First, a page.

April 28, 2017 / From the Editor
In a moment when so much information is unreliable and even more distressing, we feel …
October 28, 2016
Every Friday, we will publish a short list of a few articles that have caught our attention. This is what we’re reading this week:
Peter Boghossian creates an app to change the atheist voice on the internet:
“I think the faithful have been propagating a narrative of the angry atheist for so long, and I think that there’s some legitimacy to that,” said Peter Boghossian, who teaches at Portland State University and has worked with inmates in Oregon, teaching critical thinking and moral reasoning. Boghossian, with the Richard Dawkins Foundation, created an app called Atheos to help us atheists change our reputation for being condescending doctrinaires. “I wanted to give people a tool, so if they’re approached by somebody, and instead of saying ‘delusional maniac’ and then swearing, they can explore the reasons for their beliefs,” he said.
30 years later, 3 men embark into the glacial mountains of Bolivia, hoping to solve the mystery of flight 980:
The thing is, even the more outlandish theories had some ring of truth. Five members of Paraguay’s prominent Matalón family, who built an empire selling home appliances, were on the flight. The wife of the U.S. ambassador to Paraguay—Marian Davis, who had continued on without her husband—died in the crash. In 1986, a criminal indictment against 22 Eastern baggage handlers revealed that, for three years, the airline had indeed been used to deliver weekly shipments of 300 pounds of cocaine from South America to Miami. (Eastern declared bankruptcy in 1989 and dissolved in 1991.)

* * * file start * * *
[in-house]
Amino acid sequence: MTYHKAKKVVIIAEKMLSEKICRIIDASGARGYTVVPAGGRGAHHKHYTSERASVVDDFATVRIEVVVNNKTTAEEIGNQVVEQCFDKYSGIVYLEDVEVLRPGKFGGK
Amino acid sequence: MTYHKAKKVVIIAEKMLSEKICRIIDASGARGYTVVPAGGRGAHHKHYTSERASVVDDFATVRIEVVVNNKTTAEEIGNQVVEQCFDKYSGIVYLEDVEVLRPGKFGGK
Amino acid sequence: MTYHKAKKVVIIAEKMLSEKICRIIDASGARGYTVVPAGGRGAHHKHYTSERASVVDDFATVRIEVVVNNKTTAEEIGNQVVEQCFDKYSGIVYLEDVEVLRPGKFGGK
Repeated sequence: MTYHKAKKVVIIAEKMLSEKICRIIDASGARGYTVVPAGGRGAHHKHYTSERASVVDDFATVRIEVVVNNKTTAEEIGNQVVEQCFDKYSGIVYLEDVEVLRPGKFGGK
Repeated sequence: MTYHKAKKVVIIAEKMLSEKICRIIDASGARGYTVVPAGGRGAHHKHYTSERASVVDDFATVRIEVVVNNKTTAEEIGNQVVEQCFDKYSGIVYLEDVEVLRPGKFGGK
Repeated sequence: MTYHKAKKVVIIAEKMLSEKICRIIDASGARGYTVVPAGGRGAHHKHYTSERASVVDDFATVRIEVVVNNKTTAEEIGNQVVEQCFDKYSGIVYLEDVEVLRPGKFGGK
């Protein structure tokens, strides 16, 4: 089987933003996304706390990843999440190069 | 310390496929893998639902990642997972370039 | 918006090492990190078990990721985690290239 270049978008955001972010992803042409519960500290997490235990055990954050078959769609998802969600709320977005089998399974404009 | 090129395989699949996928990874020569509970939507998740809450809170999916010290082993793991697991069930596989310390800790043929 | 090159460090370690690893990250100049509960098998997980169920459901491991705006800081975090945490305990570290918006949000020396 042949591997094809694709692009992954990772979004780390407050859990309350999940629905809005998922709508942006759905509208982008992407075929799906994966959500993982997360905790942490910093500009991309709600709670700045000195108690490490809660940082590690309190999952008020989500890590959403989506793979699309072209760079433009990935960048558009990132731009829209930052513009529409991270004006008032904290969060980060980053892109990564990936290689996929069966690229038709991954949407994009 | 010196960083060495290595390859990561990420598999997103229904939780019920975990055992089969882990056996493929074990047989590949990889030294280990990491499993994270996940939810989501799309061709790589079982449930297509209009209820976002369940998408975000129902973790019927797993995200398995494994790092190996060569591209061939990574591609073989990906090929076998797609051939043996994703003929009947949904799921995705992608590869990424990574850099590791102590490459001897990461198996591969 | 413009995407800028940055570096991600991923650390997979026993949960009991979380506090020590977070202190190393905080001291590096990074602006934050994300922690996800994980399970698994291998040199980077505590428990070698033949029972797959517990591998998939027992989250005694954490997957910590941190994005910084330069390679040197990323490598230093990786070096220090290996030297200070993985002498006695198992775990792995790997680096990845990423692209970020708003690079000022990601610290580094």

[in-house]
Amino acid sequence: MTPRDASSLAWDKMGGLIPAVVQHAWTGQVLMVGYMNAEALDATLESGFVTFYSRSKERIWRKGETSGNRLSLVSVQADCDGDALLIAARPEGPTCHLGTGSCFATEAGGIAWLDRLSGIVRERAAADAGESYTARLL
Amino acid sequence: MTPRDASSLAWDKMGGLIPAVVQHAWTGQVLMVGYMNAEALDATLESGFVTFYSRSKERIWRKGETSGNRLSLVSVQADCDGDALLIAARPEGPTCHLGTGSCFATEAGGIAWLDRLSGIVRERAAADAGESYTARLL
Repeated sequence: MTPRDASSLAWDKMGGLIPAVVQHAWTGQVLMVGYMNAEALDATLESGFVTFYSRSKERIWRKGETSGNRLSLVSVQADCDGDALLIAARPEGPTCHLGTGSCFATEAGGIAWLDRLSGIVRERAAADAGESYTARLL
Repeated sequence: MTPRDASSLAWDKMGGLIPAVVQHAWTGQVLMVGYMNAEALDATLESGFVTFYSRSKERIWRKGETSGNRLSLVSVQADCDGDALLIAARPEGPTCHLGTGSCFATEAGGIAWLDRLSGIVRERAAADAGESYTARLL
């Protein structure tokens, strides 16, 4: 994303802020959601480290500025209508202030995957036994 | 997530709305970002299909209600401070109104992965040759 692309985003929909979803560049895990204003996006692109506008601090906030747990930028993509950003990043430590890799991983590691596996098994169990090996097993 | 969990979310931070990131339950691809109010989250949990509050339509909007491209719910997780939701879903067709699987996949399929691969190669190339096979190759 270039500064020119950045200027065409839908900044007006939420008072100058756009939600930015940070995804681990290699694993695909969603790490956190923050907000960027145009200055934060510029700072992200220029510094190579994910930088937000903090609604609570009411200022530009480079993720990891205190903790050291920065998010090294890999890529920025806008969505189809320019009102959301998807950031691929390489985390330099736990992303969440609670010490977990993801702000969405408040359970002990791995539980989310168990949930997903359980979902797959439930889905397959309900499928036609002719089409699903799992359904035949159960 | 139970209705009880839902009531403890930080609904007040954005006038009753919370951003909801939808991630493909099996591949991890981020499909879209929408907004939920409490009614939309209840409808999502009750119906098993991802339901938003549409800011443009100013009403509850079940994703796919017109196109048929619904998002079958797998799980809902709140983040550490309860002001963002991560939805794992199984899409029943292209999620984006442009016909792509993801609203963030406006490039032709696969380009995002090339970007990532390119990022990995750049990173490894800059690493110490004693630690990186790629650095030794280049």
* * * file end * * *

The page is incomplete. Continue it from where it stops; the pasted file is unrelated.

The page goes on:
Election Day: Floridians will vote on the use of genetically-modified mosquitos in the fight against Zika and other viruses carried by Aedes aegypti:
Cobb became interested in public perceptions of genetically modified mosquitoes because he was troubled by Oxitec’s approach in other countries. After the company conducted its tests in the Cayman Islands beginning in 2009, other researchers criticized the secretive nature of the trials. At the time, Anthony James, a pioneer in mosquito research who was leading a giant international effort to develop and test genetically modified mosquitoes, expressed prescient concern that by going ahead with the study — the world’s first known release of genetically modified mosquitoes — without the full consent of residents, Oxitec might make the public more mistrustful of all research into genetically modified organisms, even if the trials were successful.
On becoming a parent after losing a child:
Seven weeks ago, our second child was born; a son, Greta’s younger brother. They would have been exactly three and a half years apart. With his birth, I have become a father to a living child and a spirit — one child on this side of the curtain, and another whispering from beneath it. The confusion is constant, and in my moments of strength I succumb to it. I had a child die, and I chose to become a father again. There can be no greater definition of stupidity or bravery; insanity or clarity; hubris or grace.
A few reading recommendations from poet Mary Karr on prayer and personal practice:
White boards are confusing. What is their purpose in a digital age? To help you look intelligent, obviously. “I knew someone who would sit near the white board and, while people were brainstorming, he would just write down key words that he was hearing,” says Cooper. “At one point, someone asked, ‘What are you writing over there?’ He was like, ‘Oh, I am keeping track of things I think are important.’ I don’t even know if the words he wrote down were that useful, but it just made him look like he was really engaged.”
Willow Mindich is a recent graduate from Colorado College, where she studied philosophy and psychoanalysis and founded Anamnesis: The Colorado College Journal of Philosophy. After a brief stint in Seattle, selling shoes, transcribing interviews, and teaching philosophy to fifth graders, Mindich has since relocated to New York and is pursuing further questions of memory, culture, and technology, while applying to graduate school.